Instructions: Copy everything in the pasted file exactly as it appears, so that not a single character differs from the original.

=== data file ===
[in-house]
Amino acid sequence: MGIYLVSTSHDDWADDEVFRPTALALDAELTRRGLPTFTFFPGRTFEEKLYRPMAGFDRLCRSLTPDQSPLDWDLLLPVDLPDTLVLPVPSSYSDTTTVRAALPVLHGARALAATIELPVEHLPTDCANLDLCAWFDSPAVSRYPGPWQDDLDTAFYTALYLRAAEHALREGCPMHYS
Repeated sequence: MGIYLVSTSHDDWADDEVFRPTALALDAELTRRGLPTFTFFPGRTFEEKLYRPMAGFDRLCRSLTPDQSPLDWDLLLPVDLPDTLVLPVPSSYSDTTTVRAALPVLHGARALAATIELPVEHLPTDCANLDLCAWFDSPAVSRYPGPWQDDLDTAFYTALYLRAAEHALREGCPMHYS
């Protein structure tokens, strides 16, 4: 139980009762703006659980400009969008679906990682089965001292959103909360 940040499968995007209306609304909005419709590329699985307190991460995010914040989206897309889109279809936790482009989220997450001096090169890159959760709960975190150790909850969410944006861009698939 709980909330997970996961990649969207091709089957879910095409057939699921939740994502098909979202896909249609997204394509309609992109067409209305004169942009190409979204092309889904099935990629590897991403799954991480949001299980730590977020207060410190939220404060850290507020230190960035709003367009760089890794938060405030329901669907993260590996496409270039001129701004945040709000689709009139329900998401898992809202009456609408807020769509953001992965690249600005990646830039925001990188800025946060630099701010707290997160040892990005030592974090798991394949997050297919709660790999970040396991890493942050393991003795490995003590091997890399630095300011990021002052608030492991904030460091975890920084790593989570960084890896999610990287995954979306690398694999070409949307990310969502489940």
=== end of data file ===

[in-house]
Amino acid sequence: MGIYLVSTSHDDWADDEVFRPTALALDAELTRRGLPTFTFFPGRTFEEKLYRPMAGFDRLCRSLTPDQSPLDWDLLLPVDLPDTLVLPVPSSYSDTTTVRAALPVLHGARALAATIELPVEHLPTDCANLDLCAWFDSPAVSRYPGPWQDDLDTAFYTALYLRAAEHALREGCPMHYS
Repeated sequence: MGIYLVSTSHDDWADDEVFRPTALALDAELTRRGLPTFTFFPGRTFEEKLYRPMAGFDRLCRSLTPDQSPLDWDLLLPVDLPDTLVLPVPSSYSDTTTVRAALPVLHGARALAATIELPVEHLPTDCANLDLCAWFDSPAVSRYPGPWQDDLDTAFYTALYLRAAEHALREGCPMHYS
């Protein structure tokens, strides 16, 4: 139980009762703006659980400009969008679906990682089965001292959103909360 940040499968995007209306609304909005419709590329699985307190991460995010914040989206897309889109279809936790482009989220997450001096090169890159959760709960975190150790909850969410944006861009698939 709980909330997970996961990649969207091709089957879910095409057939699921939740994502098909979202896909249609997204394509309609992109067409209305004169942009190409979204092309889904099935990629590897991403799954991480949001299980730590977020207060410190939220404060850290507020230190960035709003367009760089890794938060405030329901669907993260590996496409270039001129701004945040709000689709009139329900998401898992809202009456609408807020769509953001992965690249600005990646830039925001990188800025946060630099701010707290997160040892990005030592974090798991394949997050297919709660790999970040396991890493942050393991003795490995003590091997890399630095300011990021002052608030492991904030460091975890920084790593989570960084890896999610990287995954979306690398694999070409949307990310969502489940």